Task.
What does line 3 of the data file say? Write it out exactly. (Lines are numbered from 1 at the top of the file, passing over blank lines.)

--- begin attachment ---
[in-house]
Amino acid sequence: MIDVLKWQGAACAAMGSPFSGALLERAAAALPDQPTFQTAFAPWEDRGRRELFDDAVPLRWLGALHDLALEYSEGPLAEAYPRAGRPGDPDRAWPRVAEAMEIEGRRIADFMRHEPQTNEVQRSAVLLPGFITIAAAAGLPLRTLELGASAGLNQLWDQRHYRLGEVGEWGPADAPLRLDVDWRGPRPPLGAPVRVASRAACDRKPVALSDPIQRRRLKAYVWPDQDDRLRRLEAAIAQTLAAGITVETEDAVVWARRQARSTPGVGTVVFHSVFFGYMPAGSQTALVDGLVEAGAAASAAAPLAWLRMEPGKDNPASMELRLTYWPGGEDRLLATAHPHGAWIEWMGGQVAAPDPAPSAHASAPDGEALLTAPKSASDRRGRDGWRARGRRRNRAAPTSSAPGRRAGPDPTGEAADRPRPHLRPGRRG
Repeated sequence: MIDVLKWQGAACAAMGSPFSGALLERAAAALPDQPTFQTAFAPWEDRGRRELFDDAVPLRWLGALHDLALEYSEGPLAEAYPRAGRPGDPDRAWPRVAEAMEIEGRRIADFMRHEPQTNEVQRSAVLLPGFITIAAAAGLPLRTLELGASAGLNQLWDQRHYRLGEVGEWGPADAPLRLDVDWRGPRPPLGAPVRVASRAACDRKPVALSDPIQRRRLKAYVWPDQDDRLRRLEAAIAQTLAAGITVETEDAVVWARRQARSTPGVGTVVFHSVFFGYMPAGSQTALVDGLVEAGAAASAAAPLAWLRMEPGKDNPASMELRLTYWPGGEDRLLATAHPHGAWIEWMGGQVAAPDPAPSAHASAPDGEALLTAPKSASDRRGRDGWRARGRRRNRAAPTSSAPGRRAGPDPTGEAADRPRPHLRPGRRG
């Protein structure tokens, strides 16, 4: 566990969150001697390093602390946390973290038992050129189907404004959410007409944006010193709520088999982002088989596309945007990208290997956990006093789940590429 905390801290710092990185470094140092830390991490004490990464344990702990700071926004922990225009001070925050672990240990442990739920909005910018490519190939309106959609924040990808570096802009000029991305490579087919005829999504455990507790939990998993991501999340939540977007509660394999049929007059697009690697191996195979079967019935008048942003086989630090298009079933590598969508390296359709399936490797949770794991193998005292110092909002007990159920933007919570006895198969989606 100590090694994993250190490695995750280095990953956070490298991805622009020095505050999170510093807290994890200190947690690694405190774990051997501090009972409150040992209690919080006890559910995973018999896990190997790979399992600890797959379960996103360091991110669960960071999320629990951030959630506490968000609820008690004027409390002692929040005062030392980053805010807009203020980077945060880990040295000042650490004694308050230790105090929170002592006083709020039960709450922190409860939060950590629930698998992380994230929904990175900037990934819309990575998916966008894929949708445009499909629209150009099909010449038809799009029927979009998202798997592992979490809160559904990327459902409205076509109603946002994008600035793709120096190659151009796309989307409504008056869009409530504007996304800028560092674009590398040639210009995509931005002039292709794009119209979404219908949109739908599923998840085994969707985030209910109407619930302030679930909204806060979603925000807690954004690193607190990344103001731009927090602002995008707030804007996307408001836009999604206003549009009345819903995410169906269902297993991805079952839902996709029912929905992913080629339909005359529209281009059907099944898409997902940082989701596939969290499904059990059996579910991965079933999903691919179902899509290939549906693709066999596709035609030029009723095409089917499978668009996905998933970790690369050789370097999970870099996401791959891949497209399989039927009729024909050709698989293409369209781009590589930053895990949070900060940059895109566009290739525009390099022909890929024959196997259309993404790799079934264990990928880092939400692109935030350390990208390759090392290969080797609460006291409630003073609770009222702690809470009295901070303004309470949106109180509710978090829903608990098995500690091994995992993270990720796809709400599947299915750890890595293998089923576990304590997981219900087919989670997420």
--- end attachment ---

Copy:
Repeated sequence: MIDVLKWQGAACAAMGSPFSGALLERAAAALPDQPTFQTAFAPWEDRGRRELFDDAVPLRWLGALHDLALEYSEGPLAEAYPRAGRPGDPDRAWPRVAEAMEIEGRRIADFMRHEPQTNEVQRSAVLLPGFITIAAAAGLPLRTLELGASAGLNQLWDQRHYRLGEVGEWGPADAPLRLDVDWRGPRPPLGAPVRVASRAACDRKPVALSDPIQRRRLKAYVWPDQDDRLRRLEAAIAQTLAAGITVETEDAVVWARRQARSTPGVGTVVFHSVFFGYMPAGSQTALVDGLVEAGAAASAAAPLAWLRMEPGKDNPASMELRLTYWPGGEDRLLATAHPHGAWIEWMGGQVAAPDPAPSAHASAPDGEALLTAPKSASDRRGRDGWRARGRRRNRAAPTSSAPGRRAGPDPTGEAADRPRPHLRPGRRG